If there are any questions that I haven't addressed here, please let me know and I will try to answer, if I know the answer. : )

10 comments:

  1. This is really great, Janet - thanks so much for taking the time to post this. Love it!

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  2. I love the idea of sewing it and turning it right side out. I think this looks great without a binding on it.
    Kristie

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  3. perfect Mom.
    I was thinking that since it's taking me forever to get around to finishing mine I would have to ask you for help again, but now I don't have to :)
    Thanks so much!

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  4. Great tutorial Janet! I'm going to have to try that and soon... I just love it! I especially love your choice of fabrics, mixing them up and using 2 blue star fabrics for the stars. Your frame is perfect for it too :*)

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  5. Sew glad to see your tutorial. I sold my flag last week to a friend of my Mother's and now I'll know how to make another :)

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  6. Great tutorial. I think the "birthing" method of finishing makes so much sense on this quilt. And, I'm waiting for my template to arrive. I will be making on of these soon. Thanks for posting about this blog on Small Quilt Talk.

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  7. A very easy way to put backing on a project like this (or a placemat also) is to use two separate pieces of backing, each half the size of your piece plus 1/2 inch seam allowance. Sew that 1/2 inch seam part way on either edge, leaving the middle open (enough to turn right side out. You will have a seam down the middle of the piece. Wrong sides togther, sew all the way around the piece and turn thru the opening in the middle of the backing. Then you only have to blind sew up that opening where it won't show and you don't have that awkward stitching area along the edge. Can you see what I mean?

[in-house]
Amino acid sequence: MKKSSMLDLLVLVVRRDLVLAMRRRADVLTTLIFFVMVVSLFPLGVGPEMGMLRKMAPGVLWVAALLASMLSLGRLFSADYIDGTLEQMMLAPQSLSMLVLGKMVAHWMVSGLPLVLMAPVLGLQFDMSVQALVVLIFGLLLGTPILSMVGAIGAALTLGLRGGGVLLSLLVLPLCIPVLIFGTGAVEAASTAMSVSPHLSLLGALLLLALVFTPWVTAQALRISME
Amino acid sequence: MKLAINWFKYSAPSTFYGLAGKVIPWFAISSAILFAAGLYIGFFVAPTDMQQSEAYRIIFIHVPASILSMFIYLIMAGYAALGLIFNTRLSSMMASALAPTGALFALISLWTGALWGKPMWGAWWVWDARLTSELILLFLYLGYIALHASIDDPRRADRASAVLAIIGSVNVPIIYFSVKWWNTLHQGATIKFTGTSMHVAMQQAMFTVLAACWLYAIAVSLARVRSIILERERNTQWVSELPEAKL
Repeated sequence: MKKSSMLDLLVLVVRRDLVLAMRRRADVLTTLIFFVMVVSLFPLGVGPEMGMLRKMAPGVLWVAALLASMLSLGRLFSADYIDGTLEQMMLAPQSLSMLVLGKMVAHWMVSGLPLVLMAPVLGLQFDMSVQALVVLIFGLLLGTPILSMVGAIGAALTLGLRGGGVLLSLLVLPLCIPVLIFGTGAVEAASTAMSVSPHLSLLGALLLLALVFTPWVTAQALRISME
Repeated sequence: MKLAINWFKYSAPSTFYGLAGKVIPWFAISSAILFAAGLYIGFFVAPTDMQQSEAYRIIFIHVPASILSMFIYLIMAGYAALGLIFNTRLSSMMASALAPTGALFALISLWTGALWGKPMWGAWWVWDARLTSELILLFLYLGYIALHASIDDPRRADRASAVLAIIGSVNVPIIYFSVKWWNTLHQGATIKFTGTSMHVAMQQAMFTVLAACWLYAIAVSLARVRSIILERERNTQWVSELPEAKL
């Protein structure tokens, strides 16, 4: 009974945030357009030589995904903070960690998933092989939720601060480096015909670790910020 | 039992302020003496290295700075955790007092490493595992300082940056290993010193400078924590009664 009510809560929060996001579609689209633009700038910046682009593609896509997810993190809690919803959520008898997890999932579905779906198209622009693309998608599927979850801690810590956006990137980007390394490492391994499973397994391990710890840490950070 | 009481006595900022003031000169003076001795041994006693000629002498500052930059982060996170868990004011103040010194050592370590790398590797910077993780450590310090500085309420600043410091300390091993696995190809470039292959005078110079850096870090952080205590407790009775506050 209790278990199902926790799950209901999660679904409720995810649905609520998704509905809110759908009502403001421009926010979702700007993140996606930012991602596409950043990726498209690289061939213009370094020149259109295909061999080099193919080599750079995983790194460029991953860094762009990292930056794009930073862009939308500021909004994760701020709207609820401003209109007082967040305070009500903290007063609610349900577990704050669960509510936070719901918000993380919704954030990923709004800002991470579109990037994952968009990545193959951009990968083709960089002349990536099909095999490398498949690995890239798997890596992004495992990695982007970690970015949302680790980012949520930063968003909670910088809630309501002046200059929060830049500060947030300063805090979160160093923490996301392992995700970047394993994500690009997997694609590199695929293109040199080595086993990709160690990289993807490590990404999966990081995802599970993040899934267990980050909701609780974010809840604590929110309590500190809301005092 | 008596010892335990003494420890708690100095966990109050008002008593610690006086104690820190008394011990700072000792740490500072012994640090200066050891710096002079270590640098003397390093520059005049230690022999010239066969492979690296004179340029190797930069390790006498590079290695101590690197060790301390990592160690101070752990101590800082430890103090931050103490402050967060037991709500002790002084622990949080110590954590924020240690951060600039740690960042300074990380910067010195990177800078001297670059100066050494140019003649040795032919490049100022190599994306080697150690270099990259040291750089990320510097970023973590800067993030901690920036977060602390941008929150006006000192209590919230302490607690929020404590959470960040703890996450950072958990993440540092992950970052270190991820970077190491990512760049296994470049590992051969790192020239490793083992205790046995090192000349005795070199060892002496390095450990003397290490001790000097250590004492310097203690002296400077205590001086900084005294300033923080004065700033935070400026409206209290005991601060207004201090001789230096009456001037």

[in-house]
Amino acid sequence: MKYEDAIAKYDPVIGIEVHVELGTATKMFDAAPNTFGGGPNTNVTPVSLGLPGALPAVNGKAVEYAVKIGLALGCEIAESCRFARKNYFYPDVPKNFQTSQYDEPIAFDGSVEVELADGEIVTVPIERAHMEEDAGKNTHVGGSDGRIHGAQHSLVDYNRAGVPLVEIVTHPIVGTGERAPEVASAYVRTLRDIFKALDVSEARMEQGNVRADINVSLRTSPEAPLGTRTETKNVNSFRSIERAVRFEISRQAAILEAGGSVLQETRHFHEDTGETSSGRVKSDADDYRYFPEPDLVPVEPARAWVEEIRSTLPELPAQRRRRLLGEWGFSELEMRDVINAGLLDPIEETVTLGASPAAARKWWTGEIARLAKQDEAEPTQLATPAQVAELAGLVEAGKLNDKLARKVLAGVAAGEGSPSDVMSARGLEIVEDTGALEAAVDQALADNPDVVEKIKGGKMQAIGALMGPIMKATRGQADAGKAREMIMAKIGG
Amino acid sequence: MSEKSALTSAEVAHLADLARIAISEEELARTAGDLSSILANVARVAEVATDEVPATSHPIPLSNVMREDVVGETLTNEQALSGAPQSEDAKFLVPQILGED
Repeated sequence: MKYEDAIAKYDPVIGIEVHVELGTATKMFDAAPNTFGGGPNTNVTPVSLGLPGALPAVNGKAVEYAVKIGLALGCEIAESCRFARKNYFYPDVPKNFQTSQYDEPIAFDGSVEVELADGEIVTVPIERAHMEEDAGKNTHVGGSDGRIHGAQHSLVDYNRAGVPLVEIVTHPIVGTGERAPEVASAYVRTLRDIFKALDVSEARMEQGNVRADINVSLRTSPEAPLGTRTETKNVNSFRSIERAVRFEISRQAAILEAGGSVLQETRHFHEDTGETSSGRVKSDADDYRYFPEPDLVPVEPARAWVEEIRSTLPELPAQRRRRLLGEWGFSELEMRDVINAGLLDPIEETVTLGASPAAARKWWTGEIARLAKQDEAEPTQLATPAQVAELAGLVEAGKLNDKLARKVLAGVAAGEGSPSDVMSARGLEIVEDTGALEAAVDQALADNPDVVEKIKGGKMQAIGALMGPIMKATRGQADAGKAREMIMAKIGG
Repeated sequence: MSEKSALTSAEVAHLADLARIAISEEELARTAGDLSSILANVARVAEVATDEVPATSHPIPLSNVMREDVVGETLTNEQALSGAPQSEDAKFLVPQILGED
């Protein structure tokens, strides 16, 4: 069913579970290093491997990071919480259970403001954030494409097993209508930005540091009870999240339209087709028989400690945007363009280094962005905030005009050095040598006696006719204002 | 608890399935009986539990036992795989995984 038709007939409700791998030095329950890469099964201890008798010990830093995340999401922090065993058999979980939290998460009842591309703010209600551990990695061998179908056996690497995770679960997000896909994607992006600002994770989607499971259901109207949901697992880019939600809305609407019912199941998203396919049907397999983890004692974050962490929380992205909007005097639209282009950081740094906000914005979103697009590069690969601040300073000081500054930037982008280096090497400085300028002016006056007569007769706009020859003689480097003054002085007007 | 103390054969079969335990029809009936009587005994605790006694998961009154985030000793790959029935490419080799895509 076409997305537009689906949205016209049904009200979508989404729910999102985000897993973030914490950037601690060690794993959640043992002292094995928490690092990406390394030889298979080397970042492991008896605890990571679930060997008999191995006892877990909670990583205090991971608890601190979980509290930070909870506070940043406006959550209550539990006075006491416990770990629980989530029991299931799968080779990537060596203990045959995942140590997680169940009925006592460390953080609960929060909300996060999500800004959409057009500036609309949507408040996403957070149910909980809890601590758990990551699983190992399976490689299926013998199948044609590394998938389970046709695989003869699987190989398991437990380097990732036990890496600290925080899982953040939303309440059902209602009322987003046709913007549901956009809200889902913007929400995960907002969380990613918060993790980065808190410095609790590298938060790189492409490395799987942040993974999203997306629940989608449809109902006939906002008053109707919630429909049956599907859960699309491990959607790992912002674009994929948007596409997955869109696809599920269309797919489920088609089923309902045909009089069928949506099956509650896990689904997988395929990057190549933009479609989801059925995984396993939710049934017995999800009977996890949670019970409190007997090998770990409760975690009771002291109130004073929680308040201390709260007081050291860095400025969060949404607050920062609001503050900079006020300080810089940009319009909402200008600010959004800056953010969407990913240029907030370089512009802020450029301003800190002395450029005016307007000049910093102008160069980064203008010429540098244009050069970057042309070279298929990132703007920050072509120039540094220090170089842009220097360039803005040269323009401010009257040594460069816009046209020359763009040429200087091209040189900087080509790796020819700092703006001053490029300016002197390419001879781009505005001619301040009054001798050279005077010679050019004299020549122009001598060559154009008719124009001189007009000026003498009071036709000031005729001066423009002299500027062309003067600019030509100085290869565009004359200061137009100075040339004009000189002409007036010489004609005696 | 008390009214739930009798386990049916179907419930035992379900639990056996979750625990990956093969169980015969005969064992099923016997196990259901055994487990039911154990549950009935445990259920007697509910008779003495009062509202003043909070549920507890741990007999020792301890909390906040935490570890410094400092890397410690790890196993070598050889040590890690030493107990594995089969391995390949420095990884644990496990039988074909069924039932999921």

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  8. io amo molto questo blocco, seguendo un tutorial ho creato la sagoma e ora sto facendo un runner per il mio tavolo.
    Il tuo lavoro รจ davvero delizioso e le immagini molto esplicative.

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  9. So . . . I was thinking I would like to do a little tumbler flag for my mini stand for Flag Day (June 14), and when I did a google search, guess whose link showed up first??! LOL! Which is funny, because I was thinking about you this morning (well, actually, I think about you every morning or whenever I get in the shower, because I use your soaps, and that's my prayer prompt for you and your family), anyway, *this* morning I was prompted not just to pray, but to give you a shout and see how you all were doing and how your girls were, and wasn't the Lord nice to give me a reminder by sending me directly to your blog??! Whew! How are you, my sweet friend??!! :)

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  10. A tumbler flag is on my bucket list. I'm inspired even more seeing yours ... and will definitely have to use your backing method.